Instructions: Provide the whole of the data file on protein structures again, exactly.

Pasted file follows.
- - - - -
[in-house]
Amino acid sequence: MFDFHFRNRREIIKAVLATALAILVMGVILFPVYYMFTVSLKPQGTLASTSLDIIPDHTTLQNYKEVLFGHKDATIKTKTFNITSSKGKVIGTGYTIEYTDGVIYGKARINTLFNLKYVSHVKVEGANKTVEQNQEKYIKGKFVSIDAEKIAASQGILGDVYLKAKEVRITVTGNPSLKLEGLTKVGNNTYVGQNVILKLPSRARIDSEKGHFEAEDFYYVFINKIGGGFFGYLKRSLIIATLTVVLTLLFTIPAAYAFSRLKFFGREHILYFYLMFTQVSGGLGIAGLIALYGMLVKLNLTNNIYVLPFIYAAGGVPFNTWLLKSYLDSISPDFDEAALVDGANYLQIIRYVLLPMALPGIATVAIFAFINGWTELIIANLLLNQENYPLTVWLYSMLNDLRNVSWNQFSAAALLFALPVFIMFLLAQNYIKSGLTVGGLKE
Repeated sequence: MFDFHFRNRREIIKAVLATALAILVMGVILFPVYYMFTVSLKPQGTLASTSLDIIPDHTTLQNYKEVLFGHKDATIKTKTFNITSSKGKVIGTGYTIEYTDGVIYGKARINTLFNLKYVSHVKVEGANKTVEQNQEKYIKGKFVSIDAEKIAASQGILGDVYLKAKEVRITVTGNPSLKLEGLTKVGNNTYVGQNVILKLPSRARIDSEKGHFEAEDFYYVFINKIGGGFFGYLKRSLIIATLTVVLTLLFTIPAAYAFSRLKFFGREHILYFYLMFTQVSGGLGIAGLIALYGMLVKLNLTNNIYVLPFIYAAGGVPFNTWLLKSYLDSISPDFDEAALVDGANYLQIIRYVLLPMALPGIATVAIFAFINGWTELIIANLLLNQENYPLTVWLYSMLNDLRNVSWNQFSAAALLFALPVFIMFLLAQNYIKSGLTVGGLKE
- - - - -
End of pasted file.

[in-house]
Amino acid sequence: MFDFHFRNRREIIKAVLATALAILVMGVILFPVYYMFTVSLKPQGTLASTSLDIIPDHTTLQNYKEVLFGHKDATIKTKTFNITSSKGKVIGTGYTIEYTDGVIYGKARINTLFNLKYVSHVKVEGANKTVEQNQEKYIKGKFVSIDAEKIAASQGILGDVYLKAKEVRITVTGNPSLKLEGLTKVGNNTYVGQNVILKLPSRARIDSEKGHFEAEDFYYVFINKIGGGFFGYLKRSLIIATLTVVLTLLFTIPAAYAFSRLKFFGREHILYFYLMFTQVSGGLGIAGLIALYGMLVKLNLTNNIYVLPFIYAAGGVPFNTWLLKSYLDSISPDFDEAALVDGANYLQIIRYVLLPMALPGIATVAIFAFINGWTELIIANLLLNQENYPLTVWLYSMLNDLRNVSWNQFSAAALLFALPVFIMFLLAQNYIKSGLTVGGLKE
Repeated sequence: MFDFHFRNRREIIKAVLATALAILVMGVILFPVYYMFTVSLKPQGTLASTSLDIIPDHTTLQNYKEVLFGHKDATIKTKTFNITSSKGKVIGTGYTIEYTDGVIYGKARINTLFNLKYVSHVKVEGANKTVEQNQEKYIKGKFVSIDAEKIAASQGILGDVYLKAKEVRITVTGNPSLKLEGLTKVGNNTYVGQNVILKLPSRARIDSEKGHFEAEDFYYVFINKIGGGFFGYLKRSLIIATLTVVLTLLFTIPAAYAFSRLKFFGREHILYFYLMFTQVSGGLGIAGLIALYGMLVKLNLTNNIYVLPFIYAAGGVPFNTWLLKSYLDSISPDFDEAALVDGANYLQIIRYVLLPMALPGIATVAIFAFINGWTELIIANLLLNQENYPLTVWLYSMLNDLRNVSWNQFSAAALLFALPVFIMFLLAQNYIKSGLTVGGLKE